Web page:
Now for us tonight, what does this all mean? We have believed, we trust God. Well, when we get into the heart of belief, we will see that the journey of the Christian faith continues on the same path that is started, we must surrender ourselves if we are going to see God for who He is.

So, let’s look at

3. The question of belief

Our trust in God will drive our experience of him, this is critical for us to get if we are going to walk with Jesus.

Even as Christians we get this wrong. Most of the pain we experience as Christians, and much of the angst of our faith comes down not to God, but how we perceive Him. Effectively our belief drives our experience.

One of my pastors growing up use to say, no-one has ever been disappointed by the God of the Bible, many people have made their own god and so been disappointed, but no-one has been disappointed by the God of the Bible.

What drives our experience of God is do we perceive him for who He is; not what we want to see how he is, or how we experience him. Do we know Him?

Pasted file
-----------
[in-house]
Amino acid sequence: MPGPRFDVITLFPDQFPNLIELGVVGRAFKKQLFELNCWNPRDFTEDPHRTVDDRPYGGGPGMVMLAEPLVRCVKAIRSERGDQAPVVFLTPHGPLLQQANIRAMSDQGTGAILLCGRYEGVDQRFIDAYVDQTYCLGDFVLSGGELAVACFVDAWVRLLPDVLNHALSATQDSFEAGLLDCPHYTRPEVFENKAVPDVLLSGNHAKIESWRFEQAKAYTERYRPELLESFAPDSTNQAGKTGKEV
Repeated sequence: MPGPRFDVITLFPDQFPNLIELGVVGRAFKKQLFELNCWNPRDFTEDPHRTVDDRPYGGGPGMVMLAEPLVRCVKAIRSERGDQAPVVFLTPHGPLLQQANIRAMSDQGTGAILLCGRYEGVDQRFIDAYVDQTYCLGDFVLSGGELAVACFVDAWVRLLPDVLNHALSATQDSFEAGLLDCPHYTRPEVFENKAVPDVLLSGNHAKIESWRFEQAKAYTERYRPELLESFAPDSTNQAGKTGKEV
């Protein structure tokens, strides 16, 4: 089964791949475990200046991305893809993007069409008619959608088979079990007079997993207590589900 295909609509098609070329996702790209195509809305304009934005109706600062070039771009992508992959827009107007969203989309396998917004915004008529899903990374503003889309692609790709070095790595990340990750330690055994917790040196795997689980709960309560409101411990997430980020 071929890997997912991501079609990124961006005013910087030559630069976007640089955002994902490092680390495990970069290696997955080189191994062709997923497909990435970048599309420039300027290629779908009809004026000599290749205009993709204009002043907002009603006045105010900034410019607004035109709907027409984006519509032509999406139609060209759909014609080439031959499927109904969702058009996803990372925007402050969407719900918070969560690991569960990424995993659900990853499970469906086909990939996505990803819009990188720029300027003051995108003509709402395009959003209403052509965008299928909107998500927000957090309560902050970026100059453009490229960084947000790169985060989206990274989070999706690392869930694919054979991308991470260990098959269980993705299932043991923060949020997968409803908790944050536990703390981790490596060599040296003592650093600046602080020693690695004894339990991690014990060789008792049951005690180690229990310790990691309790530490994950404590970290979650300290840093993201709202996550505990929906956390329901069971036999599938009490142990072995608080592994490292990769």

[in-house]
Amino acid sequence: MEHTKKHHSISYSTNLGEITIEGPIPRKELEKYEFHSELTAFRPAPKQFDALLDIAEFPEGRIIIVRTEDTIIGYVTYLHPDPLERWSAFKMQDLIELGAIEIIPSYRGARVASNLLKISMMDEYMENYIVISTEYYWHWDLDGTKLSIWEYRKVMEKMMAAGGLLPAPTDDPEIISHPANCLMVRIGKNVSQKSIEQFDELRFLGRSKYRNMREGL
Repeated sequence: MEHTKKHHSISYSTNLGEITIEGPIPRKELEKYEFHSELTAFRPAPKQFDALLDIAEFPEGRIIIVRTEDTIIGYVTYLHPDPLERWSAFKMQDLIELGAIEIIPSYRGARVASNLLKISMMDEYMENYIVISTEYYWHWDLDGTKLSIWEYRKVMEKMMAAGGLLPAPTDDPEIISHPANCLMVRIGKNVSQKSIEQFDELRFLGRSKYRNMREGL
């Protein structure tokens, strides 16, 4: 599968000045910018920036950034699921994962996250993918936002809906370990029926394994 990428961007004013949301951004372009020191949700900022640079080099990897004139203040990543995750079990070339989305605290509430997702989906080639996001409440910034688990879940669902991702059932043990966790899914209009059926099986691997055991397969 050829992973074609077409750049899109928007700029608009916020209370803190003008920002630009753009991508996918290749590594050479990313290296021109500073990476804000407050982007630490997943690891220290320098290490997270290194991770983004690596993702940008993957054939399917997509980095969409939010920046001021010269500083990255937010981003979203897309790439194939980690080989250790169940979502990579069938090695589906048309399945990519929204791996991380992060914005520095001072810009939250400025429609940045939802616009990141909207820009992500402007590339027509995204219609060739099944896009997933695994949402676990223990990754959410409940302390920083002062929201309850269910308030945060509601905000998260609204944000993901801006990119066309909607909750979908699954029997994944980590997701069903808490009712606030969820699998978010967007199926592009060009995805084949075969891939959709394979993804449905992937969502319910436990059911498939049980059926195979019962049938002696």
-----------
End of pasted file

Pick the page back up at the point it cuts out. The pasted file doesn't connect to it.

Hebrews 11:1 (NIV)

Now faith is confidence in what we hope for and assurance about what we do not see.

It is not the confidence of what we experience, or the evidence of God. It is the confindence of what we hope for.

Is this hope illogical, no, but sometimes it means we have to push through our experiences to see that God is who he says he is.

Sometime life seems like everything is going wrong, and we have to hope that God will work all things for Good for those who love Him and are called according to His purposes (Rom 8:28), and you will discover that the hope you have in God will be the endurance you need to go through the tough time.

Our faith in God drives our experience of Him. This is why Scripture says that no-one can please God but by faith (Heb 11:6). Our faith (that which we base the hopes of our lives) drives the experiences of it.

If your faith, if what you believe about life is that all we have is this life, and when we die then that is it. how would you experience the death of a loved one? It would be excruciatingly devastating. Because your belief about life is that that is it. they are gone, there is no hope! In fact my experience so far, is that it is generally at this point the most irreligious people will still say they are in a better place now. Because to actually go to the believe that they simply do not exist anymore is too brutal.